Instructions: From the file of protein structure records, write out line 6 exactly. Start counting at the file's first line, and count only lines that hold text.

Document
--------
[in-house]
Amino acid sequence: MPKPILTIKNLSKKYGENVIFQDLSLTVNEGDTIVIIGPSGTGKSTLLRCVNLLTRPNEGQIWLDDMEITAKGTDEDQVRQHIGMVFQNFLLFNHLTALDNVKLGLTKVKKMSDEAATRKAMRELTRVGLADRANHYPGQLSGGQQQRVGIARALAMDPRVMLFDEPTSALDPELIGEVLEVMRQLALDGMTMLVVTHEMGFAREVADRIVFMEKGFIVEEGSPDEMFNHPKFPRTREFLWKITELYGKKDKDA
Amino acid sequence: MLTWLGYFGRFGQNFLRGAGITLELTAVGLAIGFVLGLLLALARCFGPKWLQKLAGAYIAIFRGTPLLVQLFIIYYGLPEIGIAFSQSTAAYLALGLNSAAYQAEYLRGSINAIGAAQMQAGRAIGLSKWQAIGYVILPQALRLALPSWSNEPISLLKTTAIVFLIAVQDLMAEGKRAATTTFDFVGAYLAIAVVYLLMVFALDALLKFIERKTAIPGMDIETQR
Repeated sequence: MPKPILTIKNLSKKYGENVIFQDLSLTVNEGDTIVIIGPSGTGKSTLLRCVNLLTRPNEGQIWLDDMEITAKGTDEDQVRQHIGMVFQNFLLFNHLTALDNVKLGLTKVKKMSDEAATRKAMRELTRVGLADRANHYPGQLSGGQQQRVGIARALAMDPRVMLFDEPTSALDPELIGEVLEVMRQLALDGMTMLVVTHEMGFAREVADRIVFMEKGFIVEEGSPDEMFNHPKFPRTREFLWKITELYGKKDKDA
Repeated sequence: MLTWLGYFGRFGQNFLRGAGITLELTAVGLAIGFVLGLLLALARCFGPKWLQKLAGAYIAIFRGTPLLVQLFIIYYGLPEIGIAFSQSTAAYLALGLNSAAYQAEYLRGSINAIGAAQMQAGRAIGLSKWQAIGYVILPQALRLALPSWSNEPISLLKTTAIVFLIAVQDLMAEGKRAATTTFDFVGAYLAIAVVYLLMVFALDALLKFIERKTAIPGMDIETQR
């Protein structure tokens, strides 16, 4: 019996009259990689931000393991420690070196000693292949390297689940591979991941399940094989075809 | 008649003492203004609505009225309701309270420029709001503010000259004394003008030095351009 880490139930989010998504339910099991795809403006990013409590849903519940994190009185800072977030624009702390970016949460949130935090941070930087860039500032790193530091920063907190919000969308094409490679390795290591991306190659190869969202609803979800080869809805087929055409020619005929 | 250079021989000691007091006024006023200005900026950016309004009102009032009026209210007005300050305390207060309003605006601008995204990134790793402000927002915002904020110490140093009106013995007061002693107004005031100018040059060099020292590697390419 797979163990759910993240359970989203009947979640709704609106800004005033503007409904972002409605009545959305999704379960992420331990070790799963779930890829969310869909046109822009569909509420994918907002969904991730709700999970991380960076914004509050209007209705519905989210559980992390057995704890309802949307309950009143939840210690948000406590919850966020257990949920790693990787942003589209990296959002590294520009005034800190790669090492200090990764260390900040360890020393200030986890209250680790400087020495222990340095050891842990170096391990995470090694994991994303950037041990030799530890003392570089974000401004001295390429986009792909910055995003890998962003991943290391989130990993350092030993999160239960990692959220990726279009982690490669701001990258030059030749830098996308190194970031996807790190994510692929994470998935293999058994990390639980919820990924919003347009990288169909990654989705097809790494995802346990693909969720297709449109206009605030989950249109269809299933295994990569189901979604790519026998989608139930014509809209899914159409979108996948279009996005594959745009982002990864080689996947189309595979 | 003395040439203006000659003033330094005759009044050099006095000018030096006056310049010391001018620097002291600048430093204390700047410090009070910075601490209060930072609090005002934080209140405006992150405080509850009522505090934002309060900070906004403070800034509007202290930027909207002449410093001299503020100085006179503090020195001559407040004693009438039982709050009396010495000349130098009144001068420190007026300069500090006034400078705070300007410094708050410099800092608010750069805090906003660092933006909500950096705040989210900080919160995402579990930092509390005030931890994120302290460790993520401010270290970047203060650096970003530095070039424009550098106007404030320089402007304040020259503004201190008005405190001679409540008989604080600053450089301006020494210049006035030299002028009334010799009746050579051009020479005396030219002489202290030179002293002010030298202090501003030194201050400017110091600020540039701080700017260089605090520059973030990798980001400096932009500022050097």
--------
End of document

């Protein structure tokens, strides 16, 4: 019996009259990689931000393991420690070196000693292949390297689940591979991941399940094989075809 | 008649003492203004609505009225309701309270420029709001503010000259004394003008030095351009 880490139930989010998504339910099991795809403006990013409590849903519940994190009185800072977030624009702390970016949460949130935090941070930087860039500032790193530091920063907190919000969308094409490679390795290591991306190659190869969202609803979800080869809805087929055409020619005929 | 250079021989000691007091006024006023200005900026950016309004009102009032009026209210007005300050305390207060309003605006601008995204990134790793402000927002915002904020110490140093009106013995007061002693107004005031100018040059060099020292590697390419 797979163990759910993240359970989203009947979640709704609106800004005033503007409904972002409605009545959305999704379960992420331990070790799963779930890829969310869909046109822009569909509420994918907002969904991730709700999970991380960076914004509050209007209705519905989210559980992390057995704890309802949307309950009143939840210690948000406590919850966020257990949920790693990787942003589209990296959002590294520009005034800190790669090492200090990764260390900040360890020393200030986890209250680790400087020495222990340095050891842990170096391990995470090694994991994303950037041990030799530890003392570089974000401004001295390429986009792909910055995003890998962003991943290391989130990993350092030993999160239960990692959220990726279009982690490669701001990258030059030749830098996308190194970031996807790190994510692929994470998935293999058994990390639980919820990924919003347009990288169909990654989705097809790494995802346990693909969720297709449109206009605030989950249109269809299933295994990569189901979604790519026998989608139930014509809209899914159409979108996948279009996005594959745009982002990864080689996947189309595979 | 003395040439203006000659003033330094005759009044050099006095000018030096006056310049010391001018620097002291600048430093204390700047410090009070910075601490209060930072609090005002934080209140405006992150405080509850009522505090934002309060900070906004403070800034509007202290930027909207002449410093001299503020100085006179503090020195001559407040004693009438039982709050009396010495000349130098009144001068420190007026300069500090006034400078705070300007410094708050410099800092608010750069805090906003660092933006909500950096705040989210900080919160995402579990930092509390005030931890994120302290460790993520401010270290970047203060650096970003530095070039424009550098106007404030320089402007304040020259503004201190008005405190001679409540008989604080600053450089301006020494210049006035030299002028009334010799009746050579051009020479005396030219002489202290030179002293002010030298202090501003030194201050400017110091600020540039701080700017260089605090520059973030990798980001400096932009500022050097």